A car just like hers

I knew somehow, even before the news footage confirmed my prediction, that the little boy’s toy car would look exactly like the one we have here at home. Primary color plastic of red body, blue wheels and handle for pushing, goldenrod yellow hood. I imagined little Carlitos Nava riding in that same car. And he did until Monday afternoon when the violence of Oakland streets took his life.

I took M to 64th Ave and International this afternoon. We each carried a rosary. M insisted on seeing Carlitos’ photo so one of the men at the makeshift altarcito moved a giant teddy bear aside. In the photo, Carlitos is not smiling but his deep brown eyes peer out in wonderment. M’s chatter subsided. I placed my hands on her little shoulders and tried to think of a prayer. Instead I read the handwritten flyers announcing a weekend fundraiser for his family and his memorial service.

On the drive home, I watched my daughter through the rearview mirror. I have been hard on her lately. She is going to sleep very late this week: 11pm Monday, midnight last night. I speak to her as if she were an older child. My expectations for her behavior rival those I had for my high school students when I was an administrator. She is my almost-three-year-old but she is still my baby. I think about Carlitos’ mother and how she can’t ponder whether she is doing right by/for her child.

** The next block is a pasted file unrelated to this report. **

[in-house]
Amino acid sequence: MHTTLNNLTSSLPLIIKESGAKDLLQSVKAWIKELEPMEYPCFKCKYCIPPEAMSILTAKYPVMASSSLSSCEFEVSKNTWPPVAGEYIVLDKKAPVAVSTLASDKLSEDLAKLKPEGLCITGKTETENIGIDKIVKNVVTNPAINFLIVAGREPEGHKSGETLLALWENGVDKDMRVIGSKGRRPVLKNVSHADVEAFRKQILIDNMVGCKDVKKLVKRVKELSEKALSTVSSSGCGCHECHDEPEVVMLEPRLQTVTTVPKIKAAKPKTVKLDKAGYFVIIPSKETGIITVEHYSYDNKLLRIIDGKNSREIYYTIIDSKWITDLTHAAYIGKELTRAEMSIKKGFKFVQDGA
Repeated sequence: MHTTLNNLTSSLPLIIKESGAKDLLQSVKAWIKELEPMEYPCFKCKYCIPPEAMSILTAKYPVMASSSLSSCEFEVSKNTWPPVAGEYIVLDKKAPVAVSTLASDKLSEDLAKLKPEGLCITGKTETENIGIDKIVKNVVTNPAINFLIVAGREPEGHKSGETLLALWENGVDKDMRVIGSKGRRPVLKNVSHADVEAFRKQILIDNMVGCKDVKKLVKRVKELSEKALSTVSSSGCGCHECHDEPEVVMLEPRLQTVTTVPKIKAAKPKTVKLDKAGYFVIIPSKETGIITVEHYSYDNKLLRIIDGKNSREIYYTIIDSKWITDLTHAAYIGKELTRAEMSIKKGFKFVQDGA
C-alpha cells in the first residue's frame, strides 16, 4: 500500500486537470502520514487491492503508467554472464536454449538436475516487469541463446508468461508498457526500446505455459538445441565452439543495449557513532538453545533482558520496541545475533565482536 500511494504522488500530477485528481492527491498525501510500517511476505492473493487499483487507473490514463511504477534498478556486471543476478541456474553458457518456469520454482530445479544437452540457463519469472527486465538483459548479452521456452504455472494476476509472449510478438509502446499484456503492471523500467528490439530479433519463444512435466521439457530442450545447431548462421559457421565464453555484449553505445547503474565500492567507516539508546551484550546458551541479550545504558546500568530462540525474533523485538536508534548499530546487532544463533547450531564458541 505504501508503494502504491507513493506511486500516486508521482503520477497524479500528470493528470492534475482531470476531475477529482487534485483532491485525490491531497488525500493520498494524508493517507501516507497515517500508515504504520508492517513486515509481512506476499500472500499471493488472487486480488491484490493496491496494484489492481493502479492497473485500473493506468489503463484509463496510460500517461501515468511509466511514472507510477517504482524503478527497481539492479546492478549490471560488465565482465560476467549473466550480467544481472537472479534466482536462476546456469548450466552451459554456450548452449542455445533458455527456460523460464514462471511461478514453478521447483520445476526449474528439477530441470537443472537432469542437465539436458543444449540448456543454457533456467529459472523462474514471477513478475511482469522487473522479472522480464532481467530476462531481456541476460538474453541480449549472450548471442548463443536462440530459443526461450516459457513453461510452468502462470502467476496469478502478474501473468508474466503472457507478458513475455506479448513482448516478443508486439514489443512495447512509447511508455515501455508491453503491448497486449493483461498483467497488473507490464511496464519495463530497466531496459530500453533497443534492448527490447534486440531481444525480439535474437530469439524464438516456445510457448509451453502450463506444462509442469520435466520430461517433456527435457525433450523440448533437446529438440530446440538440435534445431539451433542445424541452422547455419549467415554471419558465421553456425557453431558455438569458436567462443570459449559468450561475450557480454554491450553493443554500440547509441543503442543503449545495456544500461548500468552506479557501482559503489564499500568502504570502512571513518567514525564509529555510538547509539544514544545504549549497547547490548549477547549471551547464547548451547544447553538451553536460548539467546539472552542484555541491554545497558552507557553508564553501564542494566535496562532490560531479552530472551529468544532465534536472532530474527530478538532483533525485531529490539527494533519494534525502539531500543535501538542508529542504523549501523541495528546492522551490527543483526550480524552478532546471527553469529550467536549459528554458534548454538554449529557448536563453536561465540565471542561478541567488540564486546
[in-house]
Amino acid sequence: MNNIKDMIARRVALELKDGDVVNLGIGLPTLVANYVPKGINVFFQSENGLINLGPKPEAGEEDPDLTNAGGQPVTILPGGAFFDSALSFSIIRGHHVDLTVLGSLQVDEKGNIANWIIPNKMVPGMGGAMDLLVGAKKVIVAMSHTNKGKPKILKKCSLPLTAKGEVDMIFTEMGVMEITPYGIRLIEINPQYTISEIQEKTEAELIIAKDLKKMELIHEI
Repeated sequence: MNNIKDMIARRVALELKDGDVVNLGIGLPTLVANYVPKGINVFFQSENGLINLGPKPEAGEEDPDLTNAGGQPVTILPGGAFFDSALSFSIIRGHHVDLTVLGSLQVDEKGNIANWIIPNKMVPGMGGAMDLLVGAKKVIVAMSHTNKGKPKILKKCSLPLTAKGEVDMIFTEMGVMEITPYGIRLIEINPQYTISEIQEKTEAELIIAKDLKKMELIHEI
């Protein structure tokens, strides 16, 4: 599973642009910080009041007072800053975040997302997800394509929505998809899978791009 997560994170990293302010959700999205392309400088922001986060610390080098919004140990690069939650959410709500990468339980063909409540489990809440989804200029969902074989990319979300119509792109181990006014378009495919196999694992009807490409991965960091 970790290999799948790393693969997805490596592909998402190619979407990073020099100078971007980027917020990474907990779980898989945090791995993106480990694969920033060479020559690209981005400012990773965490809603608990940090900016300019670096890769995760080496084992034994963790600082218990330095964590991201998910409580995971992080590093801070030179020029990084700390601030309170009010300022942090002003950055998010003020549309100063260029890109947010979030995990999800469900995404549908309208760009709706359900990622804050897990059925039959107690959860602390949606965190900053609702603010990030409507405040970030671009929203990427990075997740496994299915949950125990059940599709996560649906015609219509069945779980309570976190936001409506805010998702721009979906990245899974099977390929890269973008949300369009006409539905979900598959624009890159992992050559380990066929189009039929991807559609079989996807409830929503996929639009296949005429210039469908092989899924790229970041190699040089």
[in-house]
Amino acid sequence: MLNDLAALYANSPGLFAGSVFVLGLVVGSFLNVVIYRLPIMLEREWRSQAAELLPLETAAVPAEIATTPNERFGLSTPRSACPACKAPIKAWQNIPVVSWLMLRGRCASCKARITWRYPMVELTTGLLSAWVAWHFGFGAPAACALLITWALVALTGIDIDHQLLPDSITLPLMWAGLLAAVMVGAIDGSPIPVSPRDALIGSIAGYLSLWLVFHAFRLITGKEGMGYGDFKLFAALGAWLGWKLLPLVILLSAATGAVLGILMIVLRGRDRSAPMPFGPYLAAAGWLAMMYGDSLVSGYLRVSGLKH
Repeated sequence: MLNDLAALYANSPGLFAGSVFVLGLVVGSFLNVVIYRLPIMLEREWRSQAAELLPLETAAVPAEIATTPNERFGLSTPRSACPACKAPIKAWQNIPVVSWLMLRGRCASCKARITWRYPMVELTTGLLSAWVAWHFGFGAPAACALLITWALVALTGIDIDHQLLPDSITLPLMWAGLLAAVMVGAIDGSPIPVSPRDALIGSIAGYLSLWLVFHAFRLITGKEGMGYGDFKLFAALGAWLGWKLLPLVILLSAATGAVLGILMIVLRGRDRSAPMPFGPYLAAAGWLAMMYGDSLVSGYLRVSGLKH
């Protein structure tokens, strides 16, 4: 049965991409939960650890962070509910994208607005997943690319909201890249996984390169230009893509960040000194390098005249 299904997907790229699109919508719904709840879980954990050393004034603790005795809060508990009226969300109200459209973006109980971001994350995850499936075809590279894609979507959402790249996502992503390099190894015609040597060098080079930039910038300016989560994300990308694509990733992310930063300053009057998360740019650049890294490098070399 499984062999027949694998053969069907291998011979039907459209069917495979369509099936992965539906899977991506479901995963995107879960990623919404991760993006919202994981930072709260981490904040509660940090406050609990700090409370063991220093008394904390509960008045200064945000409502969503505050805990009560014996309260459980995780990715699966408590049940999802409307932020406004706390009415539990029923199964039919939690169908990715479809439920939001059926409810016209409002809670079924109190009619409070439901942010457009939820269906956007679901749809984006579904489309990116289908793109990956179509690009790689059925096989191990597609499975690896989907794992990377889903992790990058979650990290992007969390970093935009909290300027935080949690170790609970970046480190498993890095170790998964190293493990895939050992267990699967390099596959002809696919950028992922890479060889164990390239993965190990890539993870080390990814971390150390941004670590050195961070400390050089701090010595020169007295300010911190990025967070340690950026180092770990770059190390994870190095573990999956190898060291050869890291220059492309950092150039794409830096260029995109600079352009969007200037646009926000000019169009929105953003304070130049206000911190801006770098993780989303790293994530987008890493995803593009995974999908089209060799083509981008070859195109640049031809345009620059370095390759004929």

“Mommy, are you crying?”


“Why are you sad?”

“I’m sad for the baby.”

“Did they hurt your feelings?”

“No. But they hurt his mommy and his daddy. It’s not right.”

“No, it’s not right.”

What is right in these situations? I can hop back in my hybrid, back to the weeknight farmer’s market, back to my suburban neighborhood, where every evening, after dinner, it is safe to take my daughter around the block in her toy car. I have no answers, only emotions.

NOTE: There will be a carwash both Saturday and Sunday at the market at 64th and International to help raise funds for the Nava family. Viewing will be Monday, August 15th, 6 to 9pm, Clarence Cooper Mortuary, Fruitvale Ave, Oakland.

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